So yet more lessons that can be learned from this one simple sentence. And yet more to go.
Yosef himself tried to use his dream interpreting to his own advantage-by asking the cupbearer to mention him to Pharaoh. Of course, Yosef, the righteous, did not require this as a promise in advance of the dream interpretation. But he did most carefully mention it after preceding the request with a truly positive dream interpretation. Surely an advantageous moment for Yosef to do so. And her we have the nub of the matter. Yosef was trying to change his circumstances. He had been ill-treated by his brothers, imprisoned by the wiles of a sexually frustrated housewife. Yet through all these things Gd had been with him, and seen that he managed reasonably well. Consider how many others might have been as fortunate as Yosef in similar circumstances with Gd right there looking out for them. Yet that was not enough for Yosef, it seemed. He wanted to speed things along. He knew his brothers were destined to bow before him, he knew he was destined for greatness. He couldn't sit around rotting in this prison simply because he would sleep with the boss' wife! Not Yosef.
Yes, that Yosef. You know. The righteous one. The one who ratted on his brothers all the time (although notice the Torah says nothing about Yaakov acting on Yosef's tattle-tales and punishing his other sons.) The one who used every opportunity to boast in front of his brothers-even going so far as to relate on particularly haughty dream at the dinner table! The one who flaunted that beautiful coat. Sure, he paid for his conceit. But had he learned his lesson as a result? Of that I am not sure!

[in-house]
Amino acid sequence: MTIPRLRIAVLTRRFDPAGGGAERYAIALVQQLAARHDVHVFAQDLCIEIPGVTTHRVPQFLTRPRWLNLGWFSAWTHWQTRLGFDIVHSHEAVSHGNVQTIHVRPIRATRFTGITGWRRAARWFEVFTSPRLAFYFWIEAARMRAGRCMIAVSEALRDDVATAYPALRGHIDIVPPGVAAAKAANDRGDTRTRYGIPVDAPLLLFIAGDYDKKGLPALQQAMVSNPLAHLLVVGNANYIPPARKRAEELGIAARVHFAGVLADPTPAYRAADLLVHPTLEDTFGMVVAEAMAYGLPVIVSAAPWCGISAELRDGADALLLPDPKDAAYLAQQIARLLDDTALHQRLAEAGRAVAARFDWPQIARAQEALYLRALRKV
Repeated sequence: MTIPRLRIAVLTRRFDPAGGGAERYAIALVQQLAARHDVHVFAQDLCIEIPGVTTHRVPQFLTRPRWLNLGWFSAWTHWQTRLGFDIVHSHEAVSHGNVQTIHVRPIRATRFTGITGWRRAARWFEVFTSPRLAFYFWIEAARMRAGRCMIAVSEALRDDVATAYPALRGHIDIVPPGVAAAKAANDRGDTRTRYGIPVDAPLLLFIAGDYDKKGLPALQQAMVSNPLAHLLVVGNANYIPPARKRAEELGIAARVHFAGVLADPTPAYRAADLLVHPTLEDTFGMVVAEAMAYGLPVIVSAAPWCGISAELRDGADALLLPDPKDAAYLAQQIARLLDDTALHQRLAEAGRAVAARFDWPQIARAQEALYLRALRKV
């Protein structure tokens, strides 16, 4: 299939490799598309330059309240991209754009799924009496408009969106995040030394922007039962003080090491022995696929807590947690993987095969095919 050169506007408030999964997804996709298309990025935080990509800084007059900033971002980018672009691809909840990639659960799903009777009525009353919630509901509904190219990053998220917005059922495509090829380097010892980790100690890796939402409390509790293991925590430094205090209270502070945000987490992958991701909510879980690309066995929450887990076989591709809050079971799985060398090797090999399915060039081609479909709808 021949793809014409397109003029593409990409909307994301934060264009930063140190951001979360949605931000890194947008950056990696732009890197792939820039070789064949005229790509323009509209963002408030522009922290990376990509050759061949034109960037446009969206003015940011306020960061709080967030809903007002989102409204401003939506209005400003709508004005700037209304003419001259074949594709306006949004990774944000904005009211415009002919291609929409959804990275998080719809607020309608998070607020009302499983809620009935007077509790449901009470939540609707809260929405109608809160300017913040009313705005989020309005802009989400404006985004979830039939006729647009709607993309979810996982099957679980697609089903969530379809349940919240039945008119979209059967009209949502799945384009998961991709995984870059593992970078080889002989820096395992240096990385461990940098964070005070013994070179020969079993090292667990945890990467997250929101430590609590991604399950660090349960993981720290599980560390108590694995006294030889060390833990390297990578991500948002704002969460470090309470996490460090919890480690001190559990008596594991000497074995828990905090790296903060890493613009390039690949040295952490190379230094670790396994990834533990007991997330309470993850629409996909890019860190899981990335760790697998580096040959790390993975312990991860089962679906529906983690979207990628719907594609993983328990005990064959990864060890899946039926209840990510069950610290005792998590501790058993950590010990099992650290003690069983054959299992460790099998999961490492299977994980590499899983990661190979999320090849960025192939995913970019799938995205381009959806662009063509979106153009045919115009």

Yosef was trying to push things along. Trying to push his own agenda. But what the Torah is telling us when it says that the cupbearer both "did not remember" and also "forgot" Yosef, it is really telling us that Yosef was trying to operate on a timeline in conflict with Gd's. And we would all do well to heed the warning and not try and assert our own desires over and above Gd's plans. Gd was not ready to see Yosef out of prison yet. The plan was not fully matured in time. The cupbearer both "did not remember" and also "forgot" Yosef because Gd made sure he did, lest humans find a way to circumvent Gd's timetable. (This opens up a whole area for discussion into the rather contemporary idea of a "limited" deity. But then, if Gd was unsurpassable, why all the fuss with migdal bavel, the tower of Babel? Hmmmmm.)
We may be clever or cunning. We may be lucky. We may be righteous. We may be mighty. We may be powerful. But as Haftarah Vayeshev tells us, it is
"Not by might, nor by power, but by My spirit---said the Lrd of Hosts." We may try to rival Gd in might or power - and perhaps with our modern weapons we could - but surely our spirits are no match for Gd's spirit. Let's stay humble and let things play out in Gd's time.
May your home be filled with the light of Chanukah, and may the Shabbat Bride bring joy and peace to you and yours.
Shabbat Shalom and Chag Sameach,
© 2000 by Adrian A. Durlester